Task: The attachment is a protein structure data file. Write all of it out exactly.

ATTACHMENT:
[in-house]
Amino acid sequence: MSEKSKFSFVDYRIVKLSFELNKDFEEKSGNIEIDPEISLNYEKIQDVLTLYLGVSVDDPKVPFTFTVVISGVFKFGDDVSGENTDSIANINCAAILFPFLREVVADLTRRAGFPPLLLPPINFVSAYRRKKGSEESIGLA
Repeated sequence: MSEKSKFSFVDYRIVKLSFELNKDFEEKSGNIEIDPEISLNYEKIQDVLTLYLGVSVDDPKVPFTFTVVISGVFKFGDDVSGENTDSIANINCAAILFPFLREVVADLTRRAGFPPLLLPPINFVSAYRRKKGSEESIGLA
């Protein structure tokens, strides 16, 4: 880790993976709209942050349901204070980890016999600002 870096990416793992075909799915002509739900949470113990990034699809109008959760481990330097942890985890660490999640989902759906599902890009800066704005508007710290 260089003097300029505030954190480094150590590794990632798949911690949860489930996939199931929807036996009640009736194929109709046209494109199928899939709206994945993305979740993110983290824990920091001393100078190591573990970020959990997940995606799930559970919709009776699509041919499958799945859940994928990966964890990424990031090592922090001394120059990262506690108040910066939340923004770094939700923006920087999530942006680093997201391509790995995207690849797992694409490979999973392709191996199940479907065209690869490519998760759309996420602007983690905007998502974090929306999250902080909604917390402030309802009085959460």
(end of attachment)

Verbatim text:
[in-house]
Amino acid sequence: MSEKSKFSFVDYRIVKLSFELNKDFEEKSGNIEIDPEISLNYEKIQDVLTLYLGVSVDDPKVPFTFTVVISGVFKFGDDVSGENTDSIANINCAAILFPFLREVVADLTRRAGFPPLLLPPINFVSAYRRKKGSEESIGLA
Repeated sequence: MSEKSKFSFVDYRIVKLSFELNKDFEEKSGNIEIDPEISLNYEKIQDVLTLYLGVSVDDPKVPFTFTVVISGVFKFGDDVSGENTDSIANINCAAILFPFLREVVADLTRRAGFPPLLLPPINFVSAYRRKKGSEESIGLA
């Protein structure tokens, strides 16, 4: 880790993976709209942050349901204070980890016999600002 870096990416793992075909799915002509739900949470113990990034699809109008959760481990330097942890985890660490999640989902759906599902890009800066704005508007710290 260089003097300029505030954190480094150590590794990632798949911690949860489930996939199931929807036996009640009736194929109709046209494109199928899939709206994945993305979740993110983290824990920091001393100078190591573990970020959990997940995606799930559970919709009776699509041919499958799945859940994928990966964890990424990031090592922090001394120059990262506690108040910066939340923004770094939700923006920087999530942006680093997201391509790995995207690849797992694409490979999973392709191996199940479907065209690869490519998760759309996420602007983690905007998502974090929306999250902080909604917390402030309802009085959460």